Urine marking is a problem behavior in cats. Because some pet owners find this behavior unacceptable, it can ultimately lead to cat relinquishment, and in some cases, euthanasia. However, with some understanding of this common behavior and efforts to address the underlying issue(s), many of these cats can be treated and succesfully managed.

What is urine marking?

Urine marking is a form of chemical communication in the cat world. When cats "mark," they typically back up towards a vertical surface and spray a small amount of urine onto that surface or object. The urine contains pheromones (chemicals) that can be sensed by other cats. 

Why do cats urinate outside of the box?

There are several myths as to why cats do this including spite, anger, or retribution. However, urine marking is actually considered a normal behavior in certain situations, as it is a means of communicating with others (through pheromones).

Certainly, medical issues, pain, and stress are known to increase the possibility of urine marking and house soiling in cats.

Aside from medical issues, triggers of urine marking behavior can include anything that the cat perceives as stress or "change." Typically, cats are not fond of change. Possible stressors can include: new people or animals in the household, moving, interloping animals or other cats on their property, and change of season (to name a few). And, certainly, litter box preferences or poor litter box management can contribute to the problem.

Urine marking is not the same as house soiling

It's important to differentiate urine marking behavior from house soiling. The approach to managing each of these is often different, and - in some situations - combinations of these scenarios may be identified in a single cat.

How urine marking differs from house soiling

  • Urine marking is a behavior that is more common in males than in female cats; house soiling can be a problem in males or females
  • Urine marking is more common in intact (non-neutered) animals
  • Cats typically urine mark several times a day; cats that urinate outside of the box (house soiling) may only do this a couple of times a day
  • When cats urine mark, they typically leave smaller amounts of urine (compared to cats that urinate outside of the box, as with house soiling)
  • Cats that eliminate outside of the box (house soiling) will often attempt to dig or cover, whereas cats that urine mark do not
  • Cats usually urine mark on vertical or "socially significant" items; house soiling often occurs on horizontal surfaces (carpet, bath tub, flooring)

Risk Factors for Urine Marking

Urine marking behavior is much more common in non-neutered animals and in cats that live in multi-cat households. Only 5-10% of neutered or spayed cats perform this behavior.

Medical Conditions Associated with Urine Marking Behavior

Up to 1/3 of cats (38%) with urine marking behavior can have a medical problem associated with the behavior. Any source of pain can serve as a trigger for this behavior. Medical conditions that should be considered include: Urinary tract infection (UTI), bladder or kidney stones, feline idiopathic cystitis, musculoskeletal (osteoarthritis) or neurological problems, diabetes, thyroid disorders, and extra gonadal tissue (retained testicular tissue) in males.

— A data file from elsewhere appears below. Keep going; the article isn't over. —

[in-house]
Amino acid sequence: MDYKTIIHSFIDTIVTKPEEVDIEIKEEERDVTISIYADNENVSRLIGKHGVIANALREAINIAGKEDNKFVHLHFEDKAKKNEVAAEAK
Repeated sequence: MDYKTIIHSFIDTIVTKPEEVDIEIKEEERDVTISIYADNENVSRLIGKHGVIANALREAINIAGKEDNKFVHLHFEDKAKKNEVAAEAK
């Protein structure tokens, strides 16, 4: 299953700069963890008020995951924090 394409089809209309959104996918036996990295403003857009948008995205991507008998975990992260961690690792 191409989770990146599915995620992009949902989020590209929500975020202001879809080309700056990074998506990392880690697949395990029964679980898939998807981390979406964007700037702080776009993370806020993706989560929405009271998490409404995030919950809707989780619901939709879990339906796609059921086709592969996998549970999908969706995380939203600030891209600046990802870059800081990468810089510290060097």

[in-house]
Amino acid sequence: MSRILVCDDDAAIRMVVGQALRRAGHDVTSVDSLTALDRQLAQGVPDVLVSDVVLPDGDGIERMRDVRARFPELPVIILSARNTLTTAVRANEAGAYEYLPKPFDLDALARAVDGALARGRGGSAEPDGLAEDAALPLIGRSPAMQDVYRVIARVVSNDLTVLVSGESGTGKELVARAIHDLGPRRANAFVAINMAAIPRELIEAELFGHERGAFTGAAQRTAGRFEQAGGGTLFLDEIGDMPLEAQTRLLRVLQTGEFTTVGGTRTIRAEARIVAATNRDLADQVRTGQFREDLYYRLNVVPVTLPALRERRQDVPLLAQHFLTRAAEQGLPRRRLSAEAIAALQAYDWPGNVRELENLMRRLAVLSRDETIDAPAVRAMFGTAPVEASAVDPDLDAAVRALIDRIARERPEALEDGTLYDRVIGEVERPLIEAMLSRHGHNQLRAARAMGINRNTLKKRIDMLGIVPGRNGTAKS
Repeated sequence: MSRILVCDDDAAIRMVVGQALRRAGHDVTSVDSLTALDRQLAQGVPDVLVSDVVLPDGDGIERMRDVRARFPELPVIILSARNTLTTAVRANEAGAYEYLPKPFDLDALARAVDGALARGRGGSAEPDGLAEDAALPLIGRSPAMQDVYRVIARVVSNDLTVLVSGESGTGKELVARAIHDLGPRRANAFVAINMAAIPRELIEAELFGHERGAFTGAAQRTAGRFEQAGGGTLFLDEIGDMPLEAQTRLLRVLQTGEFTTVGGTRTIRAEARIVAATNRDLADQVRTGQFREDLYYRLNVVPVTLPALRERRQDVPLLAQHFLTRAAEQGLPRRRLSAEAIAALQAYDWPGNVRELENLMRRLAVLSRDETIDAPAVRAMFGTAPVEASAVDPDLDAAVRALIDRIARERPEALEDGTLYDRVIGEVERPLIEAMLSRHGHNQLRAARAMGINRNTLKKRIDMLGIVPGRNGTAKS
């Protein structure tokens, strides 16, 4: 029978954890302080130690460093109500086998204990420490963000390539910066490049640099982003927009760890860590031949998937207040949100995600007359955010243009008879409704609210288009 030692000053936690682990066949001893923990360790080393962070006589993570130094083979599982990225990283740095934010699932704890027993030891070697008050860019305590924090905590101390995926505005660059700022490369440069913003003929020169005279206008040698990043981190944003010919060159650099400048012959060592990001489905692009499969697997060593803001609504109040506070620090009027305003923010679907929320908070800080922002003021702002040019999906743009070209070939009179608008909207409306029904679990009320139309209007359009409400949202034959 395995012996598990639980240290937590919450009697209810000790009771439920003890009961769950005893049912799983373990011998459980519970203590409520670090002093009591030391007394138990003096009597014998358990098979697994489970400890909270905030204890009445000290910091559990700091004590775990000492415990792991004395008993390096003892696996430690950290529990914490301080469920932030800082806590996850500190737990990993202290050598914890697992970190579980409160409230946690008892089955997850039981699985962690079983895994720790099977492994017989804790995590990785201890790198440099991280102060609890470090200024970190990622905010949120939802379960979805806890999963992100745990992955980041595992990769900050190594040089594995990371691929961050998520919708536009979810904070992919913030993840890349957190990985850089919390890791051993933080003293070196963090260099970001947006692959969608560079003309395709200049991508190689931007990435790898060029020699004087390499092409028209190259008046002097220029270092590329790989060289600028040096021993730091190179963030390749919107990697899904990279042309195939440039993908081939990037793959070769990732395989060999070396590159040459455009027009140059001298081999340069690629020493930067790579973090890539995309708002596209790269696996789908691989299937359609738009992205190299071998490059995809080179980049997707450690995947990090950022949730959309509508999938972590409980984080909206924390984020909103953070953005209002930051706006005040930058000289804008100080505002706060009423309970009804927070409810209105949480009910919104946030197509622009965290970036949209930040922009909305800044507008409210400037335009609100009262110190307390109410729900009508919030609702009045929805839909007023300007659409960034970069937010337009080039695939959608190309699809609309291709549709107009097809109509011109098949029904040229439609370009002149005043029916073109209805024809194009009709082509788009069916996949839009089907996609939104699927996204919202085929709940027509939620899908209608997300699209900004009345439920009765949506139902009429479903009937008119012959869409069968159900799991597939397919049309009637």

Therefore, at a minimum, cats that urinate outside of the litter box (urine marking or house soiling behavior) should always have a urinalysis and urine culture performed. Ideally, imaging (x-rays, ultrasound, or both) should also be performed to screen for bladder or kidney stones or other malformations. If thyroid disease or diabetes is suspected, blood testing should also be performed to screen cats for illness.

Treating Urine Marking

The underlying problem or combination of problems must be identified and addressed. A behavior analysis and keeping of logs about the marking behavior can help guide the management of these cats. Based on the information collected and triggers identified, treatment may include:

  • Treating any source of pain - osteoarthritis, etc.
  • Neutering / searching for any suspected retained reproductive (testicular) tissue
  • Good litter box management
  • Disuading interloping cats / animals from coming onto the property
  • Behavior modification and reward-based training
  • Management of the marking area or creating an alternate marking area for the cat
  • Pheromones - Feliway
  • Diet - Royal Canin Calm, Hill's c/d Feline Multicare Stress, Hill's j/d (for managing joint disease)
  • Environmental enrichment - providing adequate play, perching, privacy, food puzzles, scratching areas
  • Creating non-threatening and interesting change - rotate toys, boxes, paper bags, wrapping from toys (only when supervised)
  • Provide a portion of their food in food dispensing toys to provide mental stimulation
  • Thorough cleaning of soiled areas with enzymatic cleaners - Anti-Icky-Poo
  • Medications - there are many choices. They can be life saving, have little risks, and can be very effective!

Cats should be reassessed at regular intervals so that any medical problems can be monitored and treatment recommendations can be modified as needed.

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